The area that I decided to develop is a fairly steep slope between our house and the rose garden, facing southwest. I had to consider not only the design of the area, but also the more practical problems of fire danger, irrigation water sourcing, danger of erosion, suitability of the soil, and so forth. In the end, I decided to go with a very simple design of beds alternating with paths extending across the slope.
Golden Wings, Smarty, Illusion
daniel nauman: pernetianas
Excerpted from an article by Daniel in our Newsletter, issue 19, July 2018:
The Vintage Roses Collection of Pernetianas has been relocated to Red Bluff, California—just a couple hundred feet from the Sacramento River. Our large front lawn was already doomed due to years of neglect before we bought the property and to an infestation of Dallas grass—not to mention that I already have about a quarter acre of riverside lawn that requires twice weekly mowing in the summer. Gregg Lowery got wind of the impending lawn removal and thought Red Bluff, with its dry climate supplemented by a relatively wet dormant season, would be ideal for Pernetianas.
Due to the extreme summer heat and ultraviolet index in Red Bluff, I’m always on the lookout for Pernetianas that can take such abuse. Some varieties go from bud to exhaustion in but a few morning hours, but a number do stand out by lasting for days. . .
Be sure to follow me on Facebook for near-daily postings of Pernetiana blossoms, and hopefully a beautiful garden once it starts filling in.
Vesuvius, Evona’s Yellow, Mari Dot
john bagnasco: hybrid teas and floribundas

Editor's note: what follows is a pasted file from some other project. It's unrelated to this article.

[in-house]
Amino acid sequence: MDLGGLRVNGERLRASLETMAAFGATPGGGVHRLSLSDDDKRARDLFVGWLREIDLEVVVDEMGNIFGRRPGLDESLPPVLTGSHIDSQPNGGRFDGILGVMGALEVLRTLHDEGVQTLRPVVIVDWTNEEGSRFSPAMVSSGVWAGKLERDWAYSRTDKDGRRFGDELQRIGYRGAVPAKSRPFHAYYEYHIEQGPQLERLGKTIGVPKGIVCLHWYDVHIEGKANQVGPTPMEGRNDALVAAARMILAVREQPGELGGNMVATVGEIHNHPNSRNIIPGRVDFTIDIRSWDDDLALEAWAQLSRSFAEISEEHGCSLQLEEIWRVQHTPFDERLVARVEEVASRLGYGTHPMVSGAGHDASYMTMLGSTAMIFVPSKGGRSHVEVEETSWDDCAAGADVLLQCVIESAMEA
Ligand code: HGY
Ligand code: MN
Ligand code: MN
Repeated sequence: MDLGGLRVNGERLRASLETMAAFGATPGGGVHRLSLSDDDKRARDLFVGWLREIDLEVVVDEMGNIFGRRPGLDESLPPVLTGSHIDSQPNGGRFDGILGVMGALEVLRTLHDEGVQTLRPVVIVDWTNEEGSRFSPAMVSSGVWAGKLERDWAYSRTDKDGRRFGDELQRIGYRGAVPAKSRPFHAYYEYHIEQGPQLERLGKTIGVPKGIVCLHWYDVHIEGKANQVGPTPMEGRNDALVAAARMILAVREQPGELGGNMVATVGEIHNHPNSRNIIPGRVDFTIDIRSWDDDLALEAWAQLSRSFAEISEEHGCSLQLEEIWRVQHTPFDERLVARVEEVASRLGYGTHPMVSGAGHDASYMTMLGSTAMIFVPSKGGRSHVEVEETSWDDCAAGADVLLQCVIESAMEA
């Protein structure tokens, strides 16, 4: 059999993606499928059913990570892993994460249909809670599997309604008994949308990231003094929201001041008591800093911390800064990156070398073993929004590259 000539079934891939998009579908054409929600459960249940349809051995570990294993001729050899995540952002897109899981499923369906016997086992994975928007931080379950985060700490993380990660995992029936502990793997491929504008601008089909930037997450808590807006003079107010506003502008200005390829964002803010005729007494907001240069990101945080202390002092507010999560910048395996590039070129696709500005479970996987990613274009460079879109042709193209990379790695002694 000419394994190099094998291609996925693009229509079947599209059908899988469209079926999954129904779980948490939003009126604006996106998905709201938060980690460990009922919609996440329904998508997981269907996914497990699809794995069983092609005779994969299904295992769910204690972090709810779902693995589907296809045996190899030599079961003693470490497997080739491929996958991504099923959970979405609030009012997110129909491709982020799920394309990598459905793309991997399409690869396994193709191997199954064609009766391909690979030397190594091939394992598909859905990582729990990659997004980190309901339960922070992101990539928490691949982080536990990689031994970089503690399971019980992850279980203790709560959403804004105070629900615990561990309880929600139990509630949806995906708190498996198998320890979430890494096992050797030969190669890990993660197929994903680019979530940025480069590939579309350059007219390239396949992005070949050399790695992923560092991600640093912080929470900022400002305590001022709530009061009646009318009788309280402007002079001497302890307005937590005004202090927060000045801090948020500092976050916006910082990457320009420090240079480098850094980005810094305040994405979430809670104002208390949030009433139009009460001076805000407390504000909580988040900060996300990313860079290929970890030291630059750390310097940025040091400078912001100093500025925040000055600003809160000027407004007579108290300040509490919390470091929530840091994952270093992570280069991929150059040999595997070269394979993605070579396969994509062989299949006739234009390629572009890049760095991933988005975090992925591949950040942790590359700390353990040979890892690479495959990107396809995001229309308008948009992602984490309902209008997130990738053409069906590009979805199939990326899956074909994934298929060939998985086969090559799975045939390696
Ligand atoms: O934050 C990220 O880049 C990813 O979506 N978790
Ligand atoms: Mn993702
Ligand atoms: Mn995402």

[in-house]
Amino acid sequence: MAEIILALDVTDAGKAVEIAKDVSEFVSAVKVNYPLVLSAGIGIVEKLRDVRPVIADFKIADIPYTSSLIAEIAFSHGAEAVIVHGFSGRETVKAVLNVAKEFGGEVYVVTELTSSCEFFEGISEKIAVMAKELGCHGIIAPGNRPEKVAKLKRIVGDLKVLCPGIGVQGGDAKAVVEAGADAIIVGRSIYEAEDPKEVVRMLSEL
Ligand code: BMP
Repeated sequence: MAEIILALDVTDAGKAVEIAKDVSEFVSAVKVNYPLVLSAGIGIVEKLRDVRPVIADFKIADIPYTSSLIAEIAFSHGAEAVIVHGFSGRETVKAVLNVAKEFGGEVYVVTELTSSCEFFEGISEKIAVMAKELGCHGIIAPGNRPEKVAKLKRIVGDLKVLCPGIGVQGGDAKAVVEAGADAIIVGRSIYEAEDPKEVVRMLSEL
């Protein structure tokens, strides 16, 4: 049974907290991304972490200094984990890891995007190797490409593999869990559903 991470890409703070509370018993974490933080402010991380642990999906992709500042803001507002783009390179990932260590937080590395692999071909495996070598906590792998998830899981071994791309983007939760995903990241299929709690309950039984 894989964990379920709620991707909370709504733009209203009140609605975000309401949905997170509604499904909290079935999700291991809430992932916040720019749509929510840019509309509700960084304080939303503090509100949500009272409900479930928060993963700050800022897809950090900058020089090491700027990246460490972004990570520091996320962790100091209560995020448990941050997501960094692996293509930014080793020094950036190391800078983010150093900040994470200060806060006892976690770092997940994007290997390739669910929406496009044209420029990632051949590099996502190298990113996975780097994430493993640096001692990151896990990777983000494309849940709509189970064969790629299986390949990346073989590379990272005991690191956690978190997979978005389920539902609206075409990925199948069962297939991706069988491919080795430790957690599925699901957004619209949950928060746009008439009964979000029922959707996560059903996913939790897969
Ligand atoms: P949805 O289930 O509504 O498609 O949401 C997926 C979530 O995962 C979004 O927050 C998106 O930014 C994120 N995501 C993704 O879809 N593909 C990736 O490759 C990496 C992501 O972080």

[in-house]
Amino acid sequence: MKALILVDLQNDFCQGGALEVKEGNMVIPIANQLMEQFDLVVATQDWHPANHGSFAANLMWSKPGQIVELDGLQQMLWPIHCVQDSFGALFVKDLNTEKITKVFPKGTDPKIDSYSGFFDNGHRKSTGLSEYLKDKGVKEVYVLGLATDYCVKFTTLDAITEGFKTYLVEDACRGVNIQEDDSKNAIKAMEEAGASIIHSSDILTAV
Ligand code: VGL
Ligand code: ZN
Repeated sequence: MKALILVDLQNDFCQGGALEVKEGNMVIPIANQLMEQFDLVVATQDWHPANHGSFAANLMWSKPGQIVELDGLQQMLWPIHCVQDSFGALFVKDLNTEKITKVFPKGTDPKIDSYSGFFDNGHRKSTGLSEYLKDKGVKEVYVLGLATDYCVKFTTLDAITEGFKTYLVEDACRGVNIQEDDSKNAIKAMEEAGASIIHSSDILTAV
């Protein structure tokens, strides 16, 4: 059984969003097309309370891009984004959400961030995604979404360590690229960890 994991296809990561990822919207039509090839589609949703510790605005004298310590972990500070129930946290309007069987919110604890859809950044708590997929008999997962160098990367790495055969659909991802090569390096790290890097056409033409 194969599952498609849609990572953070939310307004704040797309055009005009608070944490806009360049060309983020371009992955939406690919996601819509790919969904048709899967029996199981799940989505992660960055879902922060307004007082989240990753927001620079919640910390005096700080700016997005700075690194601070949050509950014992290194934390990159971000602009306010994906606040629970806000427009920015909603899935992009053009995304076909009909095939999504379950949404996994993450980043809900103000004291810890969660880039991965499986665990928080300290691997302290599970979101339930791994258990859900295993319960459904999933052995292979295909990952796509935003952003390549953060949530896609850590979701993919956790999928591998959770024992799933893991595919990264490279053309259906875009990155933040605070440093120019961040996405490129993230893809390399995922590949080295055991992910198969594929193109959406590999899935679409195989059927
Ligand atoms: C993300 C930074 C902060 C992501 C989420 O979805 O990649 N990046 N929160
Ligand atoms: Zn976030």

Excerpted from an article by John in our Newsletter, issue 19, July 2018:
The California Coastal Rose Society (in north San Diego County) has been involved with preserving the genetics of endangered rose varieties for the past 18 years. . .
We were thrilled to receive a small part of the Vintage Hybrid Tea and Floribunda collection. Last winter, 181 Hybrid Teas and 51 Floribundas
were shipped from Sebastopol to Bonsall, CA. A permanent home for these plants is under construction, and they will eventually reside in Fallbrook, CA. . .
We hope eventually to bring more plants from Vintage into the collection. I am especially keen on recreating the Pernetiana collection. The dry, mild climate of San Diego County, where blackspot is rarely a problem, is ideal for growing this class. . .
Betty, Janet, Felberg’s Rosa Druschki
bill smith: Old european roses, hybrid
perpetuals, bourbons, portlands
Excerpted from an article by Bill in our Newsletter, issue 19, July 2018:
I fell in love with old roses way back when I was a teenager with my first Sunset garden book on roses. There was only one small photograph of an old rose within its pages. It was labeled ‘Autumn Damask’. That photo hit some kind of nostalgic memory in me . . .
I’ve wanted to start an old rose company for decades now, and we’re finally at the point in our lives that we can do just that. I approached the curator of The Friends of Vintage Roses (TFoVR), Gregg Lowery, with just a simple request to get a few cuttings to experiment with propagation through plant tissue culture. . .
After getting to know Gregg more and discussing that we ultimately wanted to get these old garden roses into commerce again, he surprised me and gave us access to the entire old rose collection. . . We are still working on developing the best cultural conditions for such a diverse collection.
Our next step is to find more suitable laboratory and greenhouse space . . . Hopefully, we’ll have production in full swing by next summer. Be watching for us over the next couple years as we begin selling mail order online.
La Reine (HP), Kronprinzessin Viktoria (Bourbon), Catherine Guillot (Bourbon)